Israeli Election Arrives Amid Political Turmoil

Israelis go to the polls Tuesday to elect a new parliament. The center-right Kadima party leads the polls, with Ehud Olmert, the acting prime minister, vowing to continue unilateral pullouts from the West Bank.

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LINDA WERTHEIMER, host:

This is WEEKEND EDITION from NPR News. I'm Linda Wertheimer. Coming up cowboy chic. But first, Israelis go to the polls on Tuesday to elect a new parliament, the country's first vote since Israeli's unilateral withdrawal from the Gaza Strip last summer.

The new center-right Kadima party is ahead in the polls. Prime Minister Ariel Sharon founded the party late last year before he suffered a massive stroke that's left him in a coma. Kadima's new leader, Ehud Olmert, is vowing to press ahead with more unilateral pullouts from the West Bank Territory that Israel captured in the 1967 Mideast War. NPR's Eric Westervelt reports.

ERIC WESTERVELT reporting:

At a street rally near Tel Aviv, Kadima supporter Sara Miller says she backs the party's push for more go-it-alone pullouts from the West Bank, but the textile designer's unsure Ehud Olmert can get the job done.

Ms. SARA MILLER (Kadima Supporter): I don't see in Kadima the leader. He's not a leader. The way that they are going is right, but as a leader, I'm not so sure.

WESTERVELT: It's a common refrain. Many Kadima supporters feel a little cheated. Drawn to the new center-right party when it was founded with fanfare by the charismatic Ariel Sharon, they're now stuck with its charismatically challenged deputy and former Jerusalem mayor Ehud Olmert.

Mr. YOSSI KLEIN HALEV (Analyst, Shalem Center): What happened to Kadima is that the country's most popular politician was replaced by one of the country's least popular politicians.

WESTERVELT: Analyst Yossi Klein Halev is a senior fellow at Jerusalem's Shalem Center. He says it's extraordinary Kadima has managed to maintain a steady lead in the polls despite Sharon's absence and an emphasis on the cold pragmatism of unilateralism.

Mr. YOSSI KLEIN HALEV (Author and Analyst, Israel): And it attests to a deep hunger in the Israeli electorate to get beyond the left and the right and to finally create a strong center which is pragmatic on territory and hard line on security.

WESTERVELT: Olmert has told Israeli newspapers he plans to keep the big West Bank settlement blocks in most of East Jerusalem, but eventually pull out unilaterally from the rest of the settlements and define Israel's final borders on its own. The rival Likud Party, led by former Prime Minster Benjamin Netanyahu, charges that Kadima's plans for territorial concessions are reckless, especially with Hamas elected in the Palestinian territories.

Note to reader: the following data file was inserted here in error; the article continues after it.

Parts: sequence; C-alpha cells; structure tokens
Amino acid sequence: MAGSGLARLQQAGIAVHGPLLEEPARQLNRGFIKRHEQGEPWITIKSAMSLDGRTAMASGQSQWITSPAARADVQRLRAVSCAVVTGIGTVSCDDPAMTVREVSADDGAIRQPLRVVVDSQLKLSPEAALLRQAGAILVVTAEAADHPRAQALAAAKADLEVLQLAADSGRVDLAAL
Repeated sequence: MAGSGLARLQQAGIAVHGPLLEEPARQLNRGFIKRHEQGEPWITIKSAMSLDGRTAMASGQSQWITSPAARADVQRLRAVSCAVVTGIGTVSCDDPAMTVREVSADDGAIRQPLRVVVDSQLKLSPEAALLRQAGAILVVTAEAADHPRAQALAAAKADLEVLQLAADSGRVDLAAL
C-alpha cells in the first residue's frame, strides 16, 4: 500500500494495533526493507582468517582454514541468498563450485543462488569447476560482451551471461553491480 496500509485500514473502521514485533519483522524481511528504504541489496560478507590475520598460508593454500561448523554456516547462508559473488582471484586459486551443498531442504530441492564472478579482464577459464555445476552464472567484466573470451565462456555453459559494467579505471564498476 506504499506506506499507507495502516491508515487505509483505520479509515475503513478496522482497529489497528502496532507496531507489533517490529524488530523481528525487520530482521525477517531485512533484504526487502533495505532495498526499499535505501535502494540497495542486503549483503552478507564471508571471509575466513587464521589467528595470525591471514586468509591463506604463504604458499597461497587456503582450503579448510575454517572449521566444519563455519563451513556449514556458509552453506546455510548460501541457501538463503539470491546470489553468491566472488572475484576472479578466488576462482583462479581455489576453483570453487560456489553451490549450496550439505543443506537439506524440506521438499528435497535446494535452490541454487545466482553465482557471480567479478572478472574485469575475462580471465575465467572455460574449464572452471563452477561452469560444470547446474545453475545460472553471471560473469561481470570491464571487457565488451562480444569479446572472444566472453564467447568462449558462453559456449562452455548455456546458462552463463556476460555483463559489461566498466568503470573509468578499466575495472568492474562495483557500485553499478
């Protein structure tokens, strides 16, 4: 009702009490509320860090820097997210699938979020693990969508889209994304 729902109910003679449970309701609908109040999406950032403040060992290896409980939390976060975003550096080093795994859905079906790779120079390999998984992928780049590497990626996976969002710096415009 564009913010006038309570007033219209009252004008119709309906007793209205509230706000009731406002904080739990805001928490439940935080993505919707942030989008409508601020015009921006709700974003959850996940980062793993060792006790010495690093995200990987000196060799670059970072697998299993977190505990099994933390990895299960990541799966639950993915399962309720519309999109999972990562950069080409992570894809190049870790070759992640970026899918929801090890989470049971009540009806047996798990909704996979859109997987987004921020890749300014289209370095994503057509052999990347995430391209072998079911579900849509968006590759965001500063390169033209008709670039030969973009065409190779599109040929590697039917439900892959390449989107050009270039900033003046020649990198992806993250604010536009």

Netanyahu this week warned voters that Kadima will form a left-wing coalition with Labor and the Meretz Party if it wins. That will lead, he says, to quote "the big surrender plan that only the Likud can prevent."

Kadima's closest rival in the polls, the Labor Party, has tried to energize its base with the Clinton-esque, it's the economy stupid campaign. In a working class neighborhood in West Jerusalem, Labor's new leader, former union boss Amir Peretz, is buttonholed by a middle-aged woman who says she struggles on state assistance. Peretz talks about raising the minimum wage and expanding pension and health benefits for workers and the elderly.

Mr. AMIR PERETZ (Labor Party Leader, Israel): (Through Translator) First thing I'll do is reform training programs for the unemployed and find alternative plans which will bring back the honor and livelihood to the working class.

WESTERVELT: Despite the huge issues in play, many Israelis see the race as lifeless. Polls show the possibility of the lowest voter turnout in Israel in 20 years. Iran Sheffleman(ph), director of Young Labor Jerusalem, says he's especially dismayed that so many young Israeli voters seem apathetic.

Mr. IRAN SHEFFLEMAN (Director, Young Labor Jerusalem): There's a total disbelief in the political system. I think it's a huge danger for Israeli democracy. They just don't care.

WESTERVELT: And in sharp contrast to previous elections, Palestinians are showing a profound disinterest in the Israeli vote this time around. Palestinian analyst and activist, Dr. Jad Isak, says Arabs seek continued Israeli settlement expansions, incursions and checkpoints on the ground and conclude it matters little who wins on the other side of the roadblock.

Dr. JAD ISAK (Analyst, Palestinian): The core conflict will remain. Israel can still continue with its unilateral moves, and the Palestinians will deal with the new realities that are on the ground, but we will never accept it.

WESTERVELT: Israeli candidates say with the terrorist-labeled Hamas now in power, there is no credible Palestinian partner left to negotiate with. Eric Westervelt, NPR News, Jerusalem.

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